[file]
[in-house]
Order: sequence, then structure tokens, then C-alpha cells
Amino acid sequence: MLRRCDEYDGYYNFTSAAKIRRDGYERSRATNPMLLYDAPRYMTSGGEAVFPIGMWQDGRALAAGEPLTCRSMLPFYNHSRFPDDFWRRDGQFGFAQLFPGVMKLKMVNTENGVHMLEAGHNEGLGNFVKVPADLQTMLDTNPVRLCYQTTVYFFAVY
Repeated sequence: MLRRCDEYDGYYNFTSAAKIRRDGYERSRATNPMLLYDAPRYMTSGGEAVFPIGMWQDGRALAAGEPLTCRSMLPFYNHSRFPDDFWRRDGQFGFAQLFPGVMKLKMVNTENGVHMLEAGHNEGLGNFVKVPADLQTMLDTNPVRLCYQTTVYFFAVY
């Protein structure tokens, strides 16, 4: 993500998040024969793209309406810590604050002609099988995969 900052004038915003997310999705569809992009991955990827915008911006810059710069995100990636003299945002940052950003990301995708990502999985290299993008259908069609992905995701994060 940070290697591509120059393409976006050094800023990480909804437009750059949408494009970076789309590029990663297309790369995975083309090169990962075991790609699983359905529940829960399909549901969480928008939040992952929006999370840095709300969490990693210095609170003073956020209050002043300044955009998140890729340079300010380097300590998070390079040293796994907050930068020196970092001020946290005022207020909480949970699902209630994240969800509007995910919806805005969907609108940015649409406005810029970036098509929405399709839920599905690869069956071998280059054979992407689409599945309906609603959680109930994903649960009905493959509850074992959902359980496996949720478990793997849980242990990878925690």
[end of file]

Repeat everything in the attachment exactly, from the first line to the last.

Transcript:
[in-house]
Order: sequence, then structure tokens, then C-alpha cells
Amino acid sequence: MLRRCDEYDGYYNFTSAAKIRRDGYERSRATNPMLLYDAPRYMTSGGEAVFPIGMWQDGRALAAGEPLTCRSMLPFYNHSRFPDDFWRRDGQFGFAQLFPGVMKLKMVNTENGVHMLEAGHNEGLGNFVKVPADLQTMLDTNPVRLCYQTTVYFFAVY
Repeated sequence: MLRRCDEYDGYYNFTSAAKIRRDGYERSRATNPMLLYDAPRYMTSGGEAVFPIGMWQDGRALAAGEPLTCRSMLPFYNHSRFPDDFWRRDGQFGFAQLFPGVMKLKMVNTENGVHMLEAGHNEGLGNFVKVPADLQTMLDTNPVRLCYQTTVYFFAVY
């Protein structure tokens, strides 16, 4: 993500998040024969793209309406810590604050002609099988995969 900052004038915003997310999705569809992009991955990827915008911006810059710069995100990636003299945002940052950003990301995708990502999985290299993008259908069609992905995701994060 940070290697591509120059393409976006050094800023990480909804437009750059949408494009970076789309590029990663297309790369995975083309090169990962075991790609699983359905529940829960399909549901969480928008939040992952929006999370840095709300969490990693210095609170003073956020209050002043300044955009998140890729340079300010380097300590998070390079040293796994907050930068020196970092001020946290005022207020909480949970699902209630994240969800509007995910919806805005969907609108940015649409406005810029970036098509929405399709839920599905690869069956071998280059054979992407689409599945309906609603959680109930994903649960009905493959509850074992959902359980496996949720478990793997849980242990990878925690």